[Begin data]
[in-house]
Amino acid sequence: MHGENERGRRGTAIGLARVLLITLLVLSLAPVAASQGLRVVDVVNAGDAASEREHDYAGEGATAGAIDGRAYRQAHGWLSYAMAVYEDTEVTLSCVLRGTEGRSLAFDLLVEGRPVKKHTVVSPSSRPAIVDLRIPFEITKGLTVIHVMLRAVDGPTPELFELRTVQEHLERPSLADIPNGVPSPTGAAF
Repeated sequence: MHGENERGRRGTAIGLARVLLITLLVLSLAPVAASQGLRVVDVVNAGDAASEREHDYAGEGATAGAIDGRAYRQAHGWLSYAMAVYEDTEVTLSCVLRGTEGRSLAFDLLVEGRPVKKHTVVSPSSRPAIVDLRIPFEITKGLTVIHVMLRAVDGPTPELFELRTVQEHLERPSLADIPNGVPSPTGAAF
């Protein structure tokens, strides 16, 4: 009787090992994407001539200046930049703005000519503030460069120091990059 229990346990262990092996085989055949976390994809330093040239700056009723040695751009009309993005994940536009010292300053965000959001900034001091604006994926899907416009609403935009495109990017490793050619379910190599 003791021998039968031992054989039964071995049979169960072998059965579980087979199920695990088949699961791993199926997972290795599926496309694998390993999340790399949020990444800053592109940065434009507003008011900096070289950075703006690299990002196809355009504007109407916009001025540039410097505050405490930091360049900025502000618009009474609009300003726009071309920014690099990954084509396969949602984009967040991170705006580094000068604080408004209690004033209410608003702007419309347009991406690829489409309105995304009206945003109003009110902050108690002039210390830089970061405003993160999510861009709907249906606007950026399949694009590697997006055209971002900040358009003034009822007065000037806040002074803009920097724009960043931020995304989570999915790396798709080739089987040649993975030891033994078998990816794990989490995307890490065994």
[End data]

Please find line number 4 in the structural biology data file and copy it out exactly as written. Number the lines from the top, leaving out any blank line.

């Protein structure tokens, strides 16, 4: 009787090992994407001539200046930049703005000519503030460069120091990059 229990346990262990092996085989055949976390994809330093040239700056009723040695751009009309993005994940536009010292300053965000959001900034001091604006994926899907416009609403935009495109990017490793050619379910190599 003791021998039968031992054989039964071995049979169960072998059965579980087979199920695990088949699961791993199926997972290795599926496309694998390993999340790399949020990444800053592109940065434009507003008011900096070289950075703006690299990002196809355009504007109407916009001025540039410097505050405490930091360049900025502000618009009474609009300003726009071309920014690099990954084509396969949602984009967040991170705006580094000068604080408004209690004033209410608003702007419309347009991406690829489409309105995304009206945003109003009110902050108690002039210390830089970061405003993160999510861009709907249906606007950026399949694009590697997006055209971002900040358009003034009822007065000037806040002074803009920097724009960043931020995304989570999915790396798709080739089987040649993975030891033994078998990816794990989490995307890490065994």